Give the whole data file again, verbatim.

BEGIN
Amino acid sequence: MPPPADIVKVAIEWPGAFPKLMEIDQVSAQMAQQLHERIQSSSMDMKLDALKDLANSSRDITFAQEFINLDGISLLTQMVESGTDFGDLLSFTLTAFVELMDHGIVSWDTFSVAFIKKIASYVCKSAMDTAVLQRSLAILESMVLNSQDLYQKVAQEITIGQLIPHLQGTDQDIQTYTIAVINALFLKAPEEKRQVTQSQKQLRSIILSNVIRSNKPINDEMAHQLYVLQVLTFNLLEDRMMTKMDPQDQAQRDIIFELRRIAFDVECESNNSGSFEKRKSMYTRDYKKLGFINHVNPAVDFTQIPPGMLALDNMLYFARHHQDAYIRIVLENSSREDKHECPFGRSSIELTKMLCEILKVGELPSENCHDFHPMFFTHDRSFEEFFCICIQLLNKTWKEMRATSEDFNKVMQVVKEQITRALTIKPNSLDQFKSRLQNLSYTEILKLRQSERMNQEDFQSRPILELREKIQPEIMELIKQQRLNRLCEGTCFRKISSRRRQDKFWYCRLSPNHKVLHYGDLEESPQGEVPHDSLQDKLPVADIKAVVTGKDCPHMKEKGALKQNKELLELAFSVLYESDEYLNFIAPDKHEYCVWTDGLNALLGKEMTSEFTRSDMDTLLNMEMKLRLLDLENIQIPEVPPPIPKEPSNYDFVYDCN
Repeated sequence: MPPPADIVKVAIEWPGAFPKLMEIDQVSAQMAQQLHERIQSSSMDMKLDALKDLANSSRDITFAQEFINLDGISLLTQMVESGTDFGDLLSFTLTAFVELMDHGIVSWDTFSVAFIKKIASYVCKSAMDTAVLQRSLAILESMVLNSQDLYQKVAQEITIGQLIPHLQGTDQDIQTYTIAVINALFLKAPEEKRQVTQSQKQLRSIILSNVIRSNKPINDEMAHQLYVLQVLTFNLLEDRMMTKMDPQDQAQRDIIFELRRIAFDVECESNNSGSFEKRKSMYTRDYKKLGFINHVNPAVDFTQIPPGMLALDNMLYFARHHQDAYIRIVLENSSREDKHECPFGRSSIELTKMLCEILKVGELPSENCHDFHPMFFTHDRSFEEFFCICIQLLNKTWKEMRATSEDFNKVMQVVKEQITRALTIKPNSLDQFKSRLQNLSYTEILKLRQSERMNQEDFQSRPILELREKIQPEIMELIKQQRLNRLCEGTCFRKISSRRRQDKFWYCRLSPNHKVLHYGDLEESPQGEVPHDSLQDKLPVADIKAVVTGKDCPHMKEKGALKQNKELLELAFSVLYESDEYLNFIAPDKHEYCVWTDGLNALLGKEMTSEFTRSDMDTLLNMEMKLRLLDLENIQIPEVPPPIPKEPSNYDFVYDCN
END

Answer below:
Amino acid sequence: MPPPADIVKVAIEWPGAFPKLMEIDQVSAQMAQQLHERIQSSSMDMKLDALKDLANSSRDITFAQEFINLDGISLLTQMVESGTDFGDLLSFTLTAFVELMDHGIVSWDTFSVAFIKKIASYVCKSAMDTAVLQRSLAILESMVLNSQDLYQKVAQEITIGQLIPHLQGTDQDIQTYTIAVINALFLKAPEEKRQVTQSQKQLRSIILSNVIRSNKPINDEMAHQLYVLQVLTFNLLEDRMMTKMDPQDQAQRDIIFELRRIAFDVECESNNSGSFEKRKSMYTRDYKKLGFINHVNPAVDFTQIPPGMLALDNMLYFARHHQDAYIRIVLENSSREDKHECPFGRSSIELTKMLCEILKVGELPSENCHDFHPMFFTHDRSFEEFFCICIQLLNKTWKEMRATSEDFNKVMQVVKEQITRALTIKPNSLDQFKSRLQNLSYTEILKLRQSERMNQEDFQSRPILELREKIQPEIMELIKQQRLNRLCEGTCFRKISSRRRQDKFWYCRLSPNHKVLHYGDLEESPQGEVPHDSLQDKLPVADIKAVVTGKDCPHMKEKGALKQNKELLELAFSVLYESDEYLNFIAPDKHEYCVWTDGLNALLGKEMTSEFTRSDMDTLLNMEMKLRLLDLENIQIPEVPPPIPKEPSNYDFVYDCN
Repeated sequence: MPPPADIVKVAIEWPGAFPKLMEIDQVSAQMAQQLHERIQSSSMDMKLDALKDLANSSRDITFAQEFINLDGISLLTQMVESGTDFGDLLSFTLTAFVELMDHGIVSWDTFSVAFIKKIASYVCKSAMDTAVLQRSLAILESMVLNSQDLYQKVAQEITIGQLIPHLQGTDQDIQTYTIAVINALFLKAPEEKRQVTQSQKQLRSIILSNVIRSNKPINDEMAHQLYVLQVLTFNLLEDRMMTKMDPQDQAQRDIIFELRRIAFDVECESNNSGSFEKRKSMYTRDYKKLGFINHVNPAVDFTQIPPGMLALDNMLYFARHHQDAYIRIVLENSSREDKHECPFGRSSIELTKMLCEILKVGELPSENCHDFHPMFFTHDRSFEEFFCICIQLLNKTWKEMRATSEDFNKVMQVVKEQITRALTIKPNSLDQFKSRLQNLSYTEILKLRQSERMNQEDFQSRPILELREKIQPEIMELIKQQRLNRLCEGTCFRKISSRRRQDKFWYCRLSPNHKVLHYGDLEESPQGEVPHDSLQDKLPVADIKAVVTGKDCPHMKEKGALKQNKELLELAFSVLYESDEYLNFIAPDKHEYCVWTDGLNALLGKEMTSEFTRSDMDTLLNMEMKLRLLDLENIQIPEVPPPIPKEPSNYDFVYDCN